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What is the difference between the order and molecularity of a reaction? Explain.

Last updated date: 20th Jun 2024
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Hint: Order and molecularity of a reaction are not the same. For example, the order of the given reaction is 1 whereas its molecularity is 2.
${{C}_{2}}{{H}_{4}}(g)+{{H}_{2}}(g)\to {{C}_{2}}{{H}_{6}}(g)$
$Rate=k\left[ {{C}_{2}}{{H}_{4}} \right]$

Complete answer:
Order and molecularity of a reaction are different because of the following reasons:
Order of reactionMolecularity of reaction
Order of a reaction is the total number of the concentration terms on which the reaction rate actually depends. We can only deduce the order of a reaction from the rate law expression. Rate law for a general reaction is given as: $aA+bB\to cC+dD$ $Rate=k{{\left[ A \right]}^{\alpha }}{{\left[ B \right]}^{\beta }}$ $Order=\alpha +\beta$.Here, k is rate constant and \[\alpha \] and \[\beta \] are not necessarily equal to stoichiometric constants \[a\] and \[b\]. For a first order reaction, \[\alpha +\beta =1\]. The total number of ions, atoms or molecules that collide simultaneously with one another to bring about a chemical reaction is the molecularity of the reaction.One step reactions are simple or elementary reactions whereas complex reactions involve more than one step. For elementary reactions, molecularity can be obtained by adding the stoichiometric constants in the balance chemical equation. For example: Dissociation of HI: \[2HI\to {{H}_{2}}+{{I}_{2}}\] Here, the molecularity is two and the reaction is bimolecular in nature.
Order of a reaction can be a whole number, zero or fractional.$C{{H}_{3}}CHO(g)\to C{{H}_{4}}(g)+CO(g)$$Rate=k{{\left[ C{{H}_{3}}CHO \right]}^{3/2}}$ Molecularity is the sum of species involved in the collisions. So it is always a whole number.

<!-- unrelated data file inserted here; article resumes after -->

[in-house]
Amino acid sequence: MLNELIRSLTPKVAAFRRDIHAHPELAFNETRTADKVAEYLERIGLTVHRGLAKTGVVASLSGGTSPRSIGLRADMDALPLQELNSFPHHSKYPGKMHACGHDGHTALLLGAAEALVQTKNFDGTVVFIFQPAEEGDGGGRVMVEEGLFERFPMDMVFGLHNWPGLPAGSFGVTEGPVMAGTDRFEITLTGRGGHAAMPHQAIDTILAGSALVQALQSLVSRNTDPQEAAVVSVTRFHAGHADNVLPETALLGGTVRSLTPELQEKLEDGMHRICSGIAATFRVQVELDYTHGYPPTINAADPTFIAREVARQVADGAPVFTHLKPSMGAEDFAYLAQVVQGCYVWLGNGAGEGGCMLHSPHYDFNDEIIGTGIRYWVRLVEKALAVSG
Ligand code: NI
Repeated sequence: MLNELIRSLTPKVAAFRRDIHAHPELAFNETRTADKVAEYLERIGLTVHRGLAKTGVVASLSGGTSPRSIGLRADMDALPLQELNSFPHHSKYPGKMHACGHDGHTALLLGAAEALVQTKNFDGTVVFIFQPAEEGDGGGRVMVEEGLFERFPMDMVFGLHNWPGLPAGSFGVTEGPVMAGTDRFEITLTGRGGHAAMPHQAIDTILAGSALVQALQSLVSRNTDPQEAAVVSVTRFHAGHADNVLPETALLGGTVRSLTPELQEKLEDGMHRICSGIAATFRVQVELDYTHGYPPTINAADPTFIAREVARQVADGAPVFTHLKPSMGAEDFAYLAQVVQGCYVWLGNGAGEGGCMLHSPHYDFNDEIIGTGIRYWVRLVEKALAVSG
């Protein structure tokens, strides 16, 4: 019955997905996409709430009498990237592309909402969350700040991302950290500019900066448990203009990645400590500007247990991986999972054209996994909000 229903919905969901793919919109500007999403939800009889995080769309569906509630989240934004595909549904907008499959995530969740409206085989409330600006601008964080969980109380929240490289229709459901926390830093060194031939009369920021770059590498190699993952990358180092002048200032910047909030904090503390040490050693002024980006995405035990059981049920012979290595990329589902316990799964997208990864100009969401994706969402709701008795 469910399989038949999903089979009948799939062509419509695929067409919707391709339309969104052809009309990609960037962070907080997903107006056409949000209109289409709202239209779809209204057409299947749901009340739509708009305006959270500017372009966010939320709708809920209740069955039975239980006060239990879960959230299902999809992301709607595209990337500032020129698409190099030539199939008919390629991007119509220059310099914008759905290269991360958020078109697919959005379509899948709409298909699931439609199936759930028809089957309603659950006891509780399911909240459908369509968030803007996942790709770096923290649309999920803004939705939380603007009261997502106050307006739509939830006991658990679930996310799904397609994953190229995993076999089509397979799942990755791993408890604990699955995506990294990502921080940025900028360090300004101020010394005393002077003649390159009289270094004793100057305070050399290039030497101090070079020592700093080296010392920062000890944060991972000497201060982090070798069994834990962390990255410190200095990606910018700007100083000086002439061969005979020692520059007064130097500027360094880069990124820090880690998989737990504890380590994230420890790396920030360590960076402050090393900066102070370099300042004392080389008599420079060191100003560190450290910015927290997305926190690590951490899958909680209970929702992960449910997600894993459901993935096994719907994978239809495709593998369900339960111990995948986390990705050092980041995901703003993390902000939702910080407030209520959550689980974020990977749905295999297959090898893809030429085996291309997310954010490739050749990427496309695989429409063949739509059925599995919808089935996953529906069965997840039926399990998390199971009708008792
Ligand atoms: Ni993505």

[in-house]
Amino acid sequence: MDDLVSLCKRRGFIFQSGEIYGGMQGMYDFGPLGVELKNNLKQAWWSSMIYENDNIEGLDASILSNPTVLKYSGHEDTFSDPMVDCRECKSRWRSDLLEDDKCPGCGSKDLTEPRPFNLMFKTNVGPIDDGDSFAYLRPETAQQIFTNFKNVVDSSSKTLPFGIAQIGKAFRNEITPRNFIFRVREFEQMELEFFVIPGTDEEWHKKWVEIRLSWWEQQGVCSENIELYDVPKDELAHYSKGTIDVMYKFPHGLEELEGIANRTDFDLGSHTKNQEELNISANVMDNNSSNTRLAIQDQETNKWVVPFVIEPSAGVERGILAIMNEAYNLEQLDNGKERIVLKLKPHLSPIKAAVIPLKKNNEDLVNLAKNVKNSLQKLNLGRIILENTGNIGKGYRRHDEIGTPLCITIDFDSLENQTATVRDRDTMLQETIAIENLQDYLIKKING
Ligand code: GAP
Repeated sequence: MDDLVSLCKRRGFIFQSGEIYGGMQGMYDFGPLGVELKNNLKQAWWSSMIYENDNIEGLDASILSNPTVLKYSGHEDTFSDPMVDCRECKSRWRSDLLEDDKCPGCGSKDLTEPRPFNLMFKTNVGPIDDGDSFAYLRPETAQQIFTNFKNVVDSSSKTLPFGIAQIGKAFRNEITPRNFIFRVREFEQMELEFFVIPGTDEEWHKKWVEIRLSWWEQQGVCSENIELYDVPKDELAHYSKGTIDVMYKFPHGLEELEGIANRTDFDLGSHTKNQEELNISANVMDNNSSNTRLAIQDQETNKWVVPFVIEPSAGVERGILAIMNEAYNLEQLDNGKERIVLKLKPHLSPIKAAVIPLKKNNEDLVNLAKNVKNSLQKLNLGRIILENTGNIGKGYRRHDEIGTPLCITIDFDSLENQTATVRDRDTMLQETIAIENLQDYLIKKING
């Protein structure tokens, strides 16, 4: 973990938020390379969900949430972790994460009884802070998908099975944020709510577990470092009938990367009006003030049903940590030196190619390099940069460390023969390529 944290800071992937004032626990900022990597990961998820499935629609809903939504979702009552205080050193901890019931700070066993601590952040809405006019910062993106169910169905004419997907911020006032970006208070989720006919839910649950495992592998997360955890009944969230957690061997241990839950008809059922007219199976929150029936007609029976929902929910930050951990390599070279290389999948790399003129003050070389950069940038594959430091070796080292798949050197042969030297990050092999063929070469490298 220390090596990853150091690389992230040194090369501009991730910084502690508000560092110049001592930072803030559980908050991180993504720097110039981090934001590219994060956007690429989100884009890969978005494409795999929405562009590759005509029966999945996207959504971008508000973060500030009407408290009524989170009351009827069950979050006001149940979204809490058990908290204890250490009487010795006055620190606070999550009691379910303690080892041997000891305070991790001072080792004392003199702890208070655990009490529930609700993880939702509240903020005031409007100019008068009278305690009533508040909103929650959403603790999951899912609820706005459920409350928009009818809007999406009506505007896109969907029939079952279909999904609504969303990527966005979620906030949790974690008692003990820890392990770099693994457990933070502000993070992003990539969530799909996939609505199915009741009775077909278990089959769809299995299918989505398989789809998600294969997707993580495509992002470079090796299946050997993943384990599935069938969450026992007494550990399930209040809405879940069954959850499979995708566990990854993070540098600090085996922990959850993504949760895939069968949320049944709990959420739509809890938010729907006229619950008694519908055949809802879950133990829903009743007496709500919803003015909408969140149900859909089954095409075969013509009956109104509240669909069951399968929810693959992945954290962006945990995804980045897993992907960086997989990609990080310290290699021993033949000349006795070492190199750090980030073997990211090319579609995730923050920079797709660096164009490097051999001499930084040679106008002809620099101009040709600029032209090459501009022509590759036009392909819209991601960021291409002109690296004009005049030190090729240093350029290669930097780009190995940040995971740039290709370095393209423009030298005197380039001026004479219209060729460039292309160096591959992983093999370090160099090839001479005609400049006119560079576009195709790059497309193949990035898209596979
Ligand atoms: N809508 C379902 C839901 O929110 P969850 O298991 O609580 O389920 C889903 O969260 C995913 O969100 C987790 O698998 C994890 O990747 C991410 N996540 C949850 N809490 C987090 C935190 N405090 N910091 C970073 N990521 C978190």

Order is applicable to both elementary and complex reactions. It is given for the overall reaction.Complex reactions involve a number of ions, atoms or molecules and the chances of all the molecules coming together and colliding are very less. These reactions, thus, take place in a series of one step (elementary reaction) reactions. The slowest step is the rate determining step and only its molecularity is significant for the overall complex reaction.
It is an experimental quantity and cannot always be obtained from the balanced chemical equation. It may or may not be equal to the sum of reactant molecules represented by the balance chemical equation.It can simply be calculated by adding the species involved in the slowest step of a complex reaction. For elementary reactions, the sum of all the stoichiometric coefficients in the balanced chemical equation gives the molecularity.
It can change with change in physical conditions like temperature, pressure, pH, etc.It does not change with any change in reaction conditions.

Note: It has to be kept in mind that molecularity of an overall complex reaction has no significance as such. Molecularity of the slowest step involved in a complex reaction is the same as the order of the reaction. However, order and molecularity are the same for an elementary reaction.